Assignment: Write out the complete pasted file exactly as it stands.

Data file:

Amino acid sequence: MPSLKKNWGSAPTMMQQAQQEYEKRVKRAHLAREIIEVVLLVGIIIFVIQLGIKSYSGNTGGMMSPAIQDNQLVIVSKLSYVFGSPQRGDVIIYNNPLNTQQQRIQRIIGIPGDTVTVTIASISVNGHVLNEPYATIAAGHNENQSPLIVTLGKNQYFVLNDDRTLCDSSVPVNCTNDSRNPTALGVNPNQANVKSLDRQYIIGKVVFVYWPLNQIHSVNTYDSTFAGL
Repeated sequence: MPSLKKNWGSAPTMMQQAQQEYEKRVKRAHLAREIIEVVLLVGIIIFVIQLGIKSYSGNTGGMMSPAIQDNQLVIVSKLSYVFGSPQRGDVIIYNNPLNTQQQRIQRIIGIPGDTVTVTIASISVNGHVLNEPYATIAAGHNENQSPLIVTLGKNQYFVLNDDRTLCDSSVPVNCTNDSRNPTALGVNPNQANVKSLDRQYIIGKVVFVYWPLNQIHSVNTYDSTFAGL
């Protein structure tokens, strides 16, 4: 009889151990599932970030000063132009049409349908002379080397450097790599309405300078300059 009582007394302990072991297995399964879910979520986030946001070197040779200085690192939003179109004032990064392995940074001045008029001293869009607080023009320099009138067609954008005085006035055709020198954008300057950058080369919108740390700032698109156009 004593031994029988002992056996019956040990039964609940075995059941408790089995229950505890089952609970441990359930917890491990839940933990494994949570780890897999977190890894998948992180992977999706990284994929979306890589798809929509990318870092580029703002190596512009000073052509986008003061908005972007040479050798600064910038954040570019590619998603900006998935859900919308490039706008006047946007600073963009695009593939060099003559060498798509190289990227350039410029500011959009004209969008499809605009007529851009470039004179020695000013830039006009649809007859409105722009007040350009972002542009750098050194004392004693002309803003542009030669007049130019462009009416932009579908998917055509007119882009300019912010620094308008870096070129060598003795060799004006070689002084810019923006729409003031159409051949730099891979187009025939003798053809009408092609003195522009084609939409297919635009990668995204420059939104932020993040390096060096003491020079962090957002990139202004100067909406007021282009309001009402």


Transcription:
Amino acid sequence: MPSLKKNWGSAPTMMQQAQQEYEKRVKRAHLAREIIEVVLLVGIIIFVIQLGIKSYSGNTGGMMSPAIQDNQLVIVSKLSYVFGSPQRGDVIIYNNPLNTQQQRIQRIIGIPGDTVTVTIASISVNGHVLNEPYATIAAGHNENQSPLIVTLGKNQYFVLNDDRTLCDSSVPVNCTNDSRNPTALGVNPNQANVKSLDRQYIIGKVVFVYWPLNQIHSVNTYDSTFAGL
Repeated sequence: MPSLKKNWGSAPTMMQQAQQEYEKRVKRAHLAREIIEVVLLVGIIIFVIQLGIKSYSGNTGGMMSPAIQDNQLVIVSKLSYVFGSPQRGDVIIYNNPLNTQQQRIQRIIGIPGDTVTVTIASISVNGHVLNEPYATIAAGHNENQSPLIVTLGKNQYFVLNDDRTLCDSSVPVNCTNDSRNPTALGVNPNQANVKSLDRQYIIGKVVFVYWPLNQIHSVNTYDSTFAGL
């Protein structure tokens, strides 16, 4: 009889151990599932970030000063132009049409349908002379080397450097790599309405300078300059 009582007394302990072991297995399964879910979520986030946001070197040779200085690192939003179109004032990064392995940074001045008029001293869009607080023009320099009138067609954008005085006035055709020198954008300057950058080369919108740390700032698109156009 004593031994029988002992056996019956040990039964609940075995059941408790089995229950505890089952609970441990359930917890491990839940933990494994949570780890897999977190890894998948992180992977999706990284994929979306890589798809929509990318870092580029703002190596512009000073052509986008003061908005972007040479050798600064910038954040570019590619998603900006998935859900919308490039706008006047946007600073963009695009593939060099003559060498798509190289990227350039410029500011959009004209969008499809605009007529851009470039004179020695000013830039006009649809007859409105722009007040350009972002542009750098050194004392004693002309803003542009030669007049130019462009009416932009579908998917055509007119882009300019912010620094308008870096070129060598003795060799004006070689002084810019923006729409003031159409051949730099891979187009025939003798053809009408092609003195522009084609939409297919635009990668995204420059939104932020993040390096060096003491020079962090957002990139202004100067909406007021282009309001009402």